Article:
Mar 30

Maybe Harvey’s Poor Spring Comes From Lack Of Work

Matt Harvey might not be pitching to midseason form, but his attitude has a July feel. Harvey’s poor pitching this spring continued Wednesday when he gave up a three-run homer to Washington’s Ryan Zimmerman, and after the game didn’t talk to reporters.

HARVEY: Had poor spring. (Getty)

HARVEY: Had poor spring. (Getty)

Reportedly, he didn’t like the coverage of his bladder treatment, and this is how he decided to handle it.

I’ll just say: If Harvey really wants to be considered an ace, then he needs to understand aces have a responsibility to talk with the media. And, if he’s as smart as he thinks he is, he had to know he would be asked how he felt considering his medical issue. It comes with the territory of being a star.

Real aces would understand. Anyway, Harvey has pitched like anything but a star.

His 1-2 record and 7.50 ERA is irrelevant. However, in 12 innings he’s given up 10 hits and nine walks for a 1.83 WHIP. Hitters are batting .302 against him. And, let’s not forget the six runs he gave up in a minor league game against the Cardinals.

“You can say whatever you want; it’s still spring training,” manager Terry Collins told reporters. “We’ll worry about how he throws the ball on Sunday night.”

So, what’s Harvey’s problem? All indications are his arm is fine, but he’s only pitched in four exhibition games. Normally, a starter would get six starts and work 30 innings. Perhaps, in an effort to protect Harvey, the Mets didn’t give him enough work.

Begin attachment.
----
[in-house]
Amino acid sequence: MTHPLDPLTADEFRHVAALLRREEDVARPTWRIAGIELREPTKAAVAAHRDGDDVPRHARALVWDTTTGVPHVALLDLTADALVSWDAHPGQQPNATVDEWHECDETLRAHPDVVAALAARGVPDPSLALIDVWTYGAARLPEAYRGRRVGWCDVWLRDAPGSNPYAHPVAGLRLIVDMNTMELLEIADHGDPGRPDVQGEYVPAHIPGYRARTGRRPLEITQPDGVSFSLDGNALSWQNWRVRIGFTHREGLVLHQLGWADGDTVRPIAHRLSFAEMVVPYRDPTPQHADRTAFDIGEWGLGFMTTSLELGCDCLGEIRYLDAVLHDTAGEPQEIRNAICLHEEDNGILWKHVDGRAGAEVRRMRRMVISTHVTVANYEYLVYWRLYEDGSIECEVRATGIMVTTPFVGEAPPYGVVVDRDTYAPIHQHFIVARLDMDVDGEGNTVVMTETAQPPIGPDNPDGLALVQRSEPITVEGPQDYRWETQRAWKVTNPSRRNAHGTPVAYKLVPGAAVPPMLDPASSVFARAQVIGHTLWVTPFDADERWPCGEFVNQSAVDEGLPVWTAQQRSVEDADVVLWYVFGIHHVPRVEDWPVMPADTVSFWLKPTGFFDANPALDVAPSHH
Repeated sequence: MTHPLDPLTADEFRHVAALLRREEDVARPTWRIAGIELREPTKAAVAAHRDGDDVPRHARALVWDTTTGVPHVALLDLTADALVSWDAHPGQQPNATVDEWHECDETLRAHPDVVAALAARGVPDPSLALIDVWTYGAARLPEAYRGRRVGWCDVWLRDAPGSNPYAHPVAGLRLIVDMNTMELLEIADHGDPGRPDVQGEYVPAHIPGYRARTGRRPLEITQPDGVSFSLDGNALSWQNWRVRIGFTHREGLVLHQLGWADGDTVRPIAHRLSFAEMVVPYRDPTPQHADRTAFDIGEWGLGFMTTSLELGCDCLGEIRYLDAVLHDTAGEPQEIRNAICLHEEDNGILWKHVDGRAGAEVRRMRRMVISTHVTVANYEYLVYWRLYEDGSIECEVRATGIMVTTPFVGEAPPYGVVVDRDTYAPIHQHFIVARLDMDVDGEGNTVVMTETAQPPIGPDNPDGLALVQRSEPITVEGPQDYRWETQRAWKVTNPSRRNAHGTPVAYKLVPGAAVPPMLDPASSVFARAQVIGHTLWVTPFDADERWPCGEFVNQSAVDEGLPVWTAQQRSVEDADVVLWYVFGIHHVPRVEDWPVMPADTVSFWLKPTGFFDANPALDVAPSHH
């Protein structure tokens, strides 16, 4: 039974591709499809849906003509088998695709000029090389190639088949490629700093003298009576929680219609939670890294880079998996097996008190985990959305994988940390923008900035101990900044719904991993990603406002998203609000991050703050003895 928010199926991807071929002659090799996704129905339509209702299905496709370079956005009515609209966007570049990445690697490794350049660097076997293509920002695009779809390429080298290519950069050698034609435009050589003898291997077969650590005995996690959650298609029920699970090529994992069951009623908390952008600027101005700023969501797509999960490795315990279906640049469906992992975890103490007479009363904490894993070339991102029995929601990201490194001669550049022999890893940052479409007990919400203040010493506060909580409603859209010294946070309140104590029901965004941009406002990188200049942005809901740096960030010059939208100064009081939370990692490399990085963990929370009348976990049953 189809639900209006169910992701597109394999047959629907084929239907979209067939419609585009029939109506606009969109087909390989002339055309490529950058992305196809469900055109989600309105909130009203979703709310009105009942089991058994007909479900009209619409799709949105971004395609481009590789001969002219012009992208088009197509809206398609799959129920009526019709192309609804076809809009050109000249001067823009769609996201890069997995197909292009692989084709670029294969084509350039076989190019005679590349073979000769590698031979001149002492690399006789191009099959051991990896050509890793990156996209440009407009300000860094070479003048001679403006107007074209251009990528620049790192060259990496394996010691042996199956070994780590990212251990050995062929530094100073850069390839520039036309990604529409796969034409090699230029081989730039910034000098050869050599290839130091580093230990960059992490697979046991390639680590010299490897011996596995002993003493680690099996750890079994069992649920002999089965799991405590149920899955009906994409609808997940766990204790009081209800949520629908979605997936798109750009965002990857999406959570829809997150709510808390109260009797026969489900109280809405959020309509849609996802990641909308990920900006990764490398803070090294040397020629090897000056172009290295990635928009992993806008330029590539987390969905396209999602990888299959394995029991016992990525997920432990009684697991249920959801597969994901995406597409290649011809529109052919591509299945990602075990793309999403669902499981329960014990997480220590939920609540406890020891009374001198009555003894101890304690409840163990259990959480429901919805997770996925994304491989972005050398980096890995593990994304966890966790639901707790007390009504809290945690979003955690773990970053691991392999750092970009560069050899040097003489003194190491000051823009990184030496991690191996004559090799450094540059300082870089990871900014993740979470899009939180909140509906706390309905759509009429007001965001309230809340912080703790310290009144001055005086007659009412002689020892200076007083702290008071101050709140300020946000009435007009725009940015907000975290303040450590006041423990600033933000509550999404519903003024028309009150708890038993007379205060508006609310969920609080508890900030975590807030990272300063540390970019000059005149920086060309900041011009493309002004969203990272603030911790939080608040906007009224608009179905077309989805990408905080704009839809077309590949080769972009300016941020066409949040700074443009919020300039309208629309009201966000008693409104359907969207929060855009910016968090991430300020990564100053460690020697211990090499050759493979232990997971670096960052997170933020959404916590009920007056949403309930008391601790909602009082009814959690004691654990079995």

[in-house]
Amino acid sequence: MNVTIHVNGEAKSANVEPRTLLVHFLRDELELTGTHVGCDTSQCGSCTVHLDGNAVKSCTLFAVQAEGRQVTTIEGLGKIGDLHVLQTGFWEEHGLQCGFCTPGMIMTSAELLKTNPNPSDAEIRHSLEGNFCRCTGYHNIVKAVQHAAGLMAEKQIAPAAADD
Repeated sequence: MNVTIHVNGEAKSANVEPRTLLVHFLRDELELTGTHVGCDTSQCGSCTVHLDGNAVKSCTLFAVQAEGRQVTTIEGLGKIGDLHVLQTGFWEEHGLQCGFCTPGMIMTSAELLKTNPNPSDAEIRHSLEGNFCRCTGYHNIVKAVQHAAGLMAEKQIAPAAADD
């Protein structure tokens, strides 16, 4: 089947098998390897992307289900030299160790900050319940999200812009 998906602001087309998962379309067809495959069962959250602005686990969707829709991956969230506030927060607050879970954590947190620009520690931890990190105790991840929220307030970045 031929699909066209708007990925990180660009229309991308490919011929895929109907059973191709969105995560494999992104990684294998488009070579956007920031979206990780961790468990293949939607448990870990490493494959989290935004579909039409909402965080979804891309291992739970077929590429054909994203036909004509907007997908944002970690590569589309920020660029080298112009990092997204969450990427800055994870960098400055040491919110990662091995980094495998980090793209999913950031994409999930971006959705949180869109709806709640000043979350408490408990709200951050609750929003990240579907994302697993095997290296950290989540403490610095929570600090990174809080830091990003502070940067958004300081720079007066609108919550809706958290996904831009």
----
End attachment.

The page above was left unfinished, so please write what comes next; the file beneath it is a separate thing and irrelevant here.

Just a thought.

 

 

Mar 29

Mets Get Good News On Harvey

The Mets received good news this morning regarding Matt Harvey, who was cleared to pitch Opening Day, Sunday, in Kansas City, Harvey developed a urinary tract infection creating a blood clot in his bladder, which he passed Monday night.

HARVEY: Still on for Sunday. (AP)

HARVEY: Still on for Sunday. (AP)

“It started with a bladder infection and it created a blood clot in the bladder,” Harvey told reporters Tuesday morning. “I passed it yesterday. It wasn’t a great first day [after] my 27th birthday. But we cleared that. And then we had a little procedure done this morning just to go in and check the bladder and everything was clear.”

He was supposed to pitch Tuesday, but instead will pitch several innings Wednesday.

Harvey said the problem was created when he held his urine.

“I didn’t really know what was going on,” Harvey said. “I was having trouble using the restroom. Anytime there’s discoloration in your urine, it’s not a great feeling. So I didn’t know what was going on with my stomach. We had some tests yesterday and everything is fine now. … I guess the main issue is I hold my urine in for too long instead of peeing regularly. I guess I have to retrain my bladder to use the restroom a little bit more instead of holding it in. I guess that’s what caused the bladder infection.”

 

 

 

Mar 28

Harvey’s Ailment Cause For Concern

The Mets shutting down Matt Harvey for the remainder of spring training with an undisclosed medical ailment reminds us of the fragility of an athlete. The Mets aren’t being specific as to the nature of the problem, but are saying it isn’t his elbow or shoulder. Agent Scott Boras hasn’t commented. Opening Day is up in the air. And, Harvey could return to New York for tests.

I would definitely say there’s reason to be concerned.

HARVEY: Opening Day in limbo. (Getty)

HARVEY: Opening Day in limbo. (Getty)